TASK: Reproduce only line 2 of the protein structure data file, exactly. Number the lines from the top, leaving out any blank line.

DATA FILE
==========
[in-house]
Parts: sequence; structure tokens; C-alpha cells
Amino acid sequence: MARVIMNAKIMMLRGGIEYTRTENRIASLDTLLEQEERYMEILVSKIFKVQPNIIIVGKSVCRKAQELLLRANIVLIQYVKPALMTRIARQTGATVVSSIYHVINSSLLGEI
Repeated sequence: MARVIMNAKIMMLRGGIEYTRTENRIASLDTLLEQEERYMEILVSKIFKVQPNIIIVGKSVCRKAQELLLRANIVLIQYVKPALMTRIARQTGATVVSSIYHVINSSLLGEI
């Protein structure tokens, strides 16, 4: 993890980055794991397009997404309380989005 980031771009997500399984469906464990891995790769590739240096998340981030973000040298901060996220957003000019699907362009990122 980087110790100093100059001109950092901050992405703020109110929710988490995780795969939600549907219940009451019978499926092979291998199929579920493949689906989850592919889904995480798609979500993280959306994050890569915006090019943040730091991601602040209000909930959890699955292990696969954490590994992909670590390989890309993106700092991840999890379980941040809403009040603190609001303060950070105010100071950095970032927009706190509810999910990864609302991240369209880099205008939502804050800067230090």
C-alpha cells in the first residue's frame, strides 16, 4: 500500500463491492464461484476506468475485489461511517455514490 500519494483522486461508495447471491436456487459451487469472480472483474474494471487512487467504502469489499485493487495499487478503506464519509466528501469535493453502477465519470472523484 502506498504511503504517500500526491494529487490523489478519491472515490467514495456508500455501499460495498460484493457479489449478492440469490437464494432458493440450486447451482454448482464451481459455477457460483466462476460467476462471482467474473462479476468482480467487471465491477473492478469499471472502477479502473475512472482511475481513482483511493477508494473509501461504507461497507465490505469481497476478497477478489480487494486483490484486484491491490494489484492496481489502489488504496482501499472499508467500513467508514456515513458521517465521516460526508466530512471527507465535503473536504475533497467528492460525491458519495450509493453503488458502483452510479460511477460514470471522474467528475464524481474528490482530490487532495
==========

Parts: sequence; structure tokens; C-alpha cells